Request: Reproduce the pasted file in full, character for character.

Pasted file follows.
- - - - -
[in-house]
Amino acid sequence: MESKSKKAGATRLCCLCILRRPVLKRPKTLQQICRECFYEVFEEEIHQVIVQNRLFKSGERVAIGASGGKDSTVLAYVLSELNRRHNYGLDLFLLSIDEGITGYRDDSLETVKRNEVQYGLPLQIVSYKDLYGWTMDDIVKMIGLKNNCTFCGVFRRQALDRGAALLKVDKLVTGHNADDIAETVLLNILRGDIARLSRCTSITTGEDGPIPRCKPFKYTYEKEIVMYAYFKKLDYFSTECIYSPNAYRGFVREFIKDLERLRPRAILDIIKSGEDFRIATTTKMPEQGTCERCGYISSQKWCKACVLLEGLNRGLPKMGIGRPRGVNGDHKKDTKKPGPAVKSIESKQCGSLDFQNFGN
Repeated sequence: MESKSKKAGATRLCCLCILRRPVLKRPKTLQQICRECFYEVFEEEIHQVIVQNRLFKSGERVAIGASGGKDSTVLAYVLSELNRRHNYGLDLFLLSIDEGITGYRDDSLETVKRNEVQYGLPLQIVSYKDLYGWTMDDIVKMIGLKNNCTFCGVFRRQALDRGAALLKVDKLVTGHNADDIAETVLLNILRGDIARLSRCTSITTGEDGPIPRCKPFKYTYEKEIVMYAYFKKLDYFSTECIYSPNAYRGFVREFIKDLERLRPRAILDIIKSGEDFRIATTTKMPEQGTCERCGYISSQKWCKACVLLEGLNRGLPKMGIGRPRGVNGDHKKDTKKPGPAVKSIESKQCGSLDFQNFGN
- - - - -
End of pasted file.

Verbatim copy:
[in-house]
Amino acid sequence: MESKSKKAGATRLCCLCILRRPVLKRPKTLQQICRECFYEVFEEEIHQVIVQNRLFKSGERVAIGASGGKDSTVLAYVLSELNRRHNYGLDLFLLSIDEGITGYRDDSLETVKRNEVQYGLPLQIVSYKDLYGWTMDDIVKMIGLKNNCTFCGVFRRQALDRGAALLKVDKLVTGHNADDIAETVLLNILRGDIARLSRCTSITTGEDGPIPRCKPFKYTYEKEIVMYAYFKKLDYFSTECIYSPNAYRGFVREFIKDLERLRPRAILDIIKSGEDFRIATTTKMPEQGTCERCGYISSQKWCKACVLLEGLNRGLPKMGIGRPRGVNGDHKKDTKKPGPAVKSIESKQCGSLDFQNFGN
Repeated sequence: MESKSKKAGATRLCCLCILRRPVLKRPKTLQQICRECFYEVFEEEIHQVIVQNRLFKSGERVAIGASGGKDSTVLAYVLSELNRRHNYGLDLFLLSIDEGITGYRDDSLETVKRNEVQYGLPLQIVSYKDLYGWTMDDIVKMIGLKNNCTFCGVFRRQALDRGAALLKVDKLVTGHNADDIAETVLLNILRGDIARLSRCTSITTGEDGPIPRCKPFKYTYEKEIVMYAYFKKLDYFSTECIYSPNAYRGFVREFIKDLERLRPRAILDIIKSGEDFRIATTTKMPEQGTCERCGYISSQKWCKACVLLEGLNRGLPKMGIGRPRGVNGDHKKDTKKPGPAVKSIESKQCGSLDFQNFGN